Additional comments: - I believe that the approach of [21] only requires O(sn polylog s) samples, as opposed to O(s n^4) samples, as stated here; e.g. by invoking the better sample-complexity bounds for Fourier-RIP by Cheragchi-Guruswami-Velinger. - Consider highlighting these connections to [11,17] more clearly in the introduction.

- Unclear what 'Proposition' 1 is trying to claim; consider renaming to 'Definition' or 'Remark'. - Can the authors explain where the values of \eta and \lambda_1 in Tables 1 and 2 come from?

- Figure 2 seems strange; for a fixed sparsity level, why doesn't the performance of LearnGraph improve with more queries? - What is P_F in Table 3?

-Consider including comparisons with other existing approaches (e.g. the graph sketching approach in [21] can be conceivably implemented in a reasonable amount of time).
Q2: Please summarize your review in 1-2 sentences
The paper proposes a new active-learning algorithm, for learning a sparse polynomial over the Boolean cube, that exhibits sublinear sample- and time-complexity. While the presentation of ideas admits room for improvement, the theoretical and experimental results are novel, compelling, and can be of potential significant impact.

Submitted by Assigned_Reviewer_2

Q1: Comments to author(s). First provide a summary of the paper, and then address the following criteria: Quality, clarity, originality and significance. (For detailed reviewing guidelines, see http://nips.cc/PaperInformation/ReviewerInstructions)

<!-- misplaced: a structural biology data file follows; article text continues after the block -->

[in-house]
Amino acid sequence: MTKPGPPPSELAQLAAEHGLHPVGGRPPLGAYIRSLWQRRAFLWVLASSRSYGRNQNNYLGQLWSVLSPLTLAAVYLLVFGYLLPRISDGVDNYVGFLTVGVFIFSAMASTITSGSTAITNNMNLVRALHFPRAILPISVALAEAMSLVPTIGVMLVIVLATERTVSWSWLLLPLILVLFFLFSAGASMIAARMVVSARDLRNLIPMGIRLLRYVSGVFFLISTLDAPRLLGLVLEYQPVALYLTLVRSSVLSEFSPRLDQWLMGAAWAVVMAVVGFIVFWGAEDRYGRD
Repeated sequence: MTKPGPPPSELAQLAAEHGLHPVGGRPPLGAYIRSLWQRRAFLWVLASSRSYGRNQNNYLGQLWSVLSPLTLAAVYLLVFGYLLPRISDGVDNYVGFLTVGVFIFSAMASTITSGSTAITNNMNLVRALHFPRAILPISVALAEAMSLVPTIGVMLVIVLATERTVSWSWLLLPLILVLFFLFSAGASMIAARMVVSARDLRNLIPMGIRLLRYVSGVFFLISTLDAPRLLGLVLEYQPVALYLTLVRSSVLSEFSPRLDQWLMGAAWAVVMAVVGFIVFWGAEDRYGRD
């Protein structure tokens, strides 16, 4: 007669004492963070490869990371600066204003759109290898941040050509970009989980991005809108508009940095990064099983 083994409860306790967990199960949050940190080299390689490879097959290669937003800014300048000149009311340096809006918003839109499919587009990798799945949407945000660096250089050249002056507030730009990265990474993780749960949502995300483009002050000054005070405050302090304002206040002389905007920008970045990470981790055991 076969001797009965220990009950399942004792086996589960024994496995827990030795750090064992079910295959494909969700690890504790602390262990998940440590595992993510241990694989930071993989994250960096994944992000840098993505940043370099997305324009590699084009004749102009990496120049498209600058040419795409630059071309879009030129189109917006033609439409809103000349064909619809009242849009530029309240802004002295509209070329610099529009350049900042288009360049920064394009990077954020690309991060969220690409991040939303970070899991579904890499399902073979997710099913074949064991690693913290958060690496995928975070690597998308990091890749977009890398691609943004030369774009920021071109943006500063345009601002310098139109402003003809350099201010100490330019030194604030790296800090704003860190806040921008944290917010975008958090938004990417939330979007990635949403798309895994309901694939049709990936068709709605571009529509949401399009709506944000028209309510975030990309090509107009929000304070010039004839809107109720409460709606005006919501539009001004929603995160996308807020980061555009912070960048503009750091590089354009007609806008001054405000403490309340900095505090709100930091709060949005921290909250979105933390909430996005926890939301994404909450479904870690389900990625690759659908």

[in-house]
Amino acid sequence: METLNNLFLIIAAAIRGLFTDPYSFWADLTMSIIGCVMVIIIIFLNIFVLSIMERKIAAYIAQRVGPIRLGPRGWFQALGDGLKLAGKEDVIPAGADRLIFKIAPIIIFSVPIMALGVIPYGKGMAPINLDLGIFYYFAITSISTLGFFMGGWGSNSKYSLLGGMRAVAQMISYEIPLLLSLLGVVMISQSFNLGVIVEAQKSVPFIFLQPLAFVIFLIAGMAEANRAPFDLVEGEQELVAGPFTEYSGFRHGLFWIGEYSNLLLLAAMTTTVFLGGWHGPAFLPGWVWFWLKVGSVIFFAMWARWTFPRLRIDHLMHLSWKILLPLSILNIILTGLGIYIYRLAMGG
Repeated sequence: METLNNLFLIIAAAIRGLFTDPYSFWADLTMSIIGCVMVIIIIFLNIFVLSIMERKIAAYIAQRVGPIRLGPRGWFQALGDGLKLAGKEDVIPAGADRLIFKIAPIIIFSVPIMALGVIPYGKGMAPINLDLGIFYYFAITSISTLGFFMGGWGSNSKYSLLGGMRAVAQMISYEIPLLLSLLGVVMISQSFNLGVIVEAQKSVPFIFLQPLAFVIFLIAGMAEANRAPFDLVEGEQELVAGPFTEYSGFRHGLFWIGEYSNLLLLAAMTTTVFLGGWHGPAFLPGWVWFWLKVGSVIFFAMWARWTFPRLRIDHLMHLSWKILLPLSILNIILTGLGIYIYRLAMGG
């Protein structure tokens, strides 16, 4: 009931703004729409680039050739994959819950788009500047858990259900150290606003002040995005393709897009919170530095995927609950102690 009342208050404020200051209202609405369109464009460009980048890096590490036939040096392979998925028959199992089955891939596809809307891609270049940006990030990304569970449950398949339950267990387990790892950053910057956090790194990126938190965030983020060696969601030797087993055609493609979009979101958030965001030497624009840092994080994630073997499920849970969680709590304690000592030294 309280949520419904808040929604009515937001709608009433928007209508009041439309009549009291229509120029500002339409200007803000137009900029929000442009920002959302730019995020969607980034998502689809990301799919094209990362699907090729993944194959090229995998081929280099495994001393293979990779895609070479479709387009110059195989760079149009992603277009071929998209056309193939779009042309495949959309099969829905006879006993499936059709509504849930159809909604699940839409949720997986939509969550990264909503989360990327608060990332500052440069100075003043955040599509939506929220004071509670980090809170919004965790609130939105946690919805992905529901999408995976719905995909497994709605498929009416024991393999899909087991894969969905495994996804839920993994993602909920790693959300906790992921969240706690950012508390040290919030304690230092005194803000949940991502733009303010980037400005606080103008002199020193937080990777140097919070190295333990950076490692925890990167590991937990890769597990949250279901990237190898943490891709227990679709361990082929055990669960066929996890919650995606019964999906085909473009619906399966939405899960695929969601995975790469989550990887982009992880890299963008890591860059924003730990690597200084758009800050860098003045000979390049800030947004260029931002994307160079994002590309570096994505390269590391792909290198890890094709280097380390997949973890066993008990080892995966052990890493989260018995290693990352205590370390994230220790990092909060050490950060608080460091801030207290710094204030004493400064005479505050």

Summary: The authors consider the problem of learning n-variate s sparse polynomials 'f'(sparse in the number of monomials) over the boolean field. They consider the average setting, where the polynomial is generated uniformly at random. They use tools from coding theory to derive an algorithm that actively queries f (at O(ns) locations) and learns it in time nearly linear in n,s. Moreover this also holds: (i) in the high sparsity regime where s is allowed to scale exponentially with n and, (ii) in the noisy setting where the queries are corrupted with gaussian noise. They also extend the analysis to the setting where the number of variables in a monomial is bounded and provide experiments on real data sets.

Quality: The results obtained are strong -- the proposed algorithm achieves significant improvements both in terms of sample complexity bounds, and the run time.

Clarity: The paper is overall written decently -- the problem is well motivated and the relation to existing work along with the improvements made is demonstrated clearly. Some comments:

(a) In the line following Eq. (3), the index j is present only in l.h.s and not in r.h.s

(b) In Prop. 1, second line: shouldn't : "generates P a query sets of size B .." be "generates P query sets, each of size B .." ? It would be good to explain how the values in Table 1 are obtained and also comment on the redundancy parameter \eta.

(c) It might be a good idea to add a block diagram that illustrates the decoding process.